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Friday, September 04, 2015
The title of Biswajeet Banerjee's article, "Muslim clerics fighting new wave of ‘infidel' polio," initially leads readers to believe that he will delve into a discussion of the efforts to stop the serious outbreak in the Middle East of the viral disease known as polio.
Instead, Banerjee begins with an idiosyncratic depiction of a man named Farzaan Siddaqui, who refused vaccination for his children and "beat up the last health workers who visited his home." This type of news reporting is sensationalist, at best—trivially generating shock value instead of addressing the more pressing issue.
Of the nine paragraphs in the article, only one mentions the 438 polio cases discovered in India this year, and the arduous campaign to eliminate the virus. The remaining eight paragraphs use the Siddaqui anecdote to absurdly over-generalize the Muslim community's experience with the devastating effects of polio. With only a small amount of research, Banerjee would find that a majority of Muslims in Uttar Pradesh have accepted health officials into their homes to vaccinate their children. Due to the campaign, about ninety percent of India's districts have eradicated the disease, and the number of those affected in Uttar Pradesh has been on a steady decline since May. The author also fails to offer any explanation as to why Siddaqui and other Muslim residents have "routinely stayed away from polio immunization programs."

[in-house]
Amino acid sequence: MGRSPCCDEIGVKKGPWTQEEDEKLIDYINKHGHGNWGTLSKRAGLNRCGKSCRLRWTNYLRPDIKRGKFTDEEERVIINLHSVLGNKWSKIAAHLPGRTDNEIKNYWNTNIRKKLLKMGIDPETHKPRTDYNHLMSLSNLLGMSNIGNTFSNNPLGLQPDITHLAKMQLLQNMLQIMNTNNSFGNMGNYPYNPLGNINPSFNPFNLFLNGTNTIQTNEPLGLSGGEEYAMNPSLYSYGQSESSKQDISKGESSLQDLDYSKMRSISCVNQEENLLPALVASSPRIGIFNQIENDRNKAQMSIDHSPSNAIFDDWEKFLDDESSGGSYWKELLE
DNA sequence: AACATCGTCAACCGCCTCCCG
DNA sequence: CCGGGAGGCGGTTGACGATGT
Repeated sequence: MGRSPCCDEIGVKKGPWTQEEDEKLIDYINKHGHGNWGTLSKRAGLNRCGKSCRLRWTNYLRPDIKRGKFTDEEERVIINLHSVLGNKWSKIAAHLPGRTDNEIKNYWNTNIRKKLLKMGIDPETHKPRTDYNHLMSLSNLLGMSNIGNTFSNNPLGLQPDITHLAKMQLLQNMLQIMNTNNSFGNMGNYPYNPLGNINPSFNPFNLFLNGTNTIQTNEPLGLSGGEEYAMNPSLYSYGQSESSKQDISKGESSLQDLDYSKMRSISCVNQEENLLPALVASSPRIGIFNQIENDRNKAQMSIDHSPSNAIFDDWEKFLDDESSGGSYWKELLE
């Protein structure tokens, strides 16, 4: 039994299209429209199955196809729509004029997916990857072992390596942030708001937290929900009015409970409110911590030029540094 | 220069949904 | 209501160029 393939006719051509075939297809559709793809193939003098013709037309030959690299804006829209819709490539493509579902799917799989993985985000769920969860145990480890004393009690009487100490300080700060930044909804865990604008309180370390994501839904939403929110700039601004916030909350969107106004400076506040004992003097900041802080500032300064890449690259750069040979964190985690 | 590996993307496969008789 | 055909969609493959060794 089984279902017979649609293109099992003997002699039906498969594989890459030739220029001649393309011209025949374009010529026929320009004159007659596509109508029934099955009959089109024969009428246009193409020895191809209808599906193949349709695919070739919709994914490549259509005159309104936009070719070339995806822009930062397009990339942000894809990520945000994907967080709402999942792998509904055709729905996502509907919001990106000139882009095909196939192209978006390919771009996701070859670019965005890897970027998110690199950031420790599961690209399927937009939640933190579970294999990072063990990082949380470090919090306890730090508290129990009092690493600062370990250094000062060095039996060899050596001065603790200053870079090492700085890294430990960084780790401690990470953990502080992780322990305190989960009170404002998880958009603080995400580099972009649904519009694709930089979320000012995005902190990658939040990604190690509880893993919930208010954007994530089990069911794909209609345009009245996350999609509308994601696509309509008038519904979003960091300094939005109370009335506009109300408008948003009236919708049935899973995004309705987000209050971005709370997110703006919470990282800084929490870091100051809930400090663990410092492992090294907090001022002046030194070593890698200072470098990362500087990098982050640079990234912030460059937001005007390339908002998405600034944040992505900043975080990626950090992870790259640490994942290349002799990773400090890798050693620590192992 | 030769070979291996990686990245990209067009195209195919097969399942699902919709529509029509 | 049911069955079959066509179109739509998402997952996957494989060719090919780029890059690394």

Uttar Pradesh is an impoverished state with over 175 million inhabitants and hospitals that are poorly supplied. Therefore, as a people whose health has been neglected, suspicion of vaccination is to be expected. The vaccine itself is not "a big no for them," as Banerjee so simplistically asserts. The apprehension is merely a result of their unfamiliarity with a vaccine that is being administered to their children.
Banerjee's focus should have been on the bands of Islamic activists and leaders who have taken it upon themselves to travel to the region, offering aid in the dispelling of public anxiety about the disease. The community outreach of the Muslim clerics alone is an honorable story, and a more constructive direction for Banerjee's focus. India's health Minister Anbumani Ramadoss has publicly stated his positive outlook of a healthy future for the entire country, yet the author has instead chosen to dedicate his efforts to the opinions of the negative few.
The job of a good journalist is to provide the reader with facts, and not to use an over-simplistic anecdote as a representation of such a largely diverse group of people.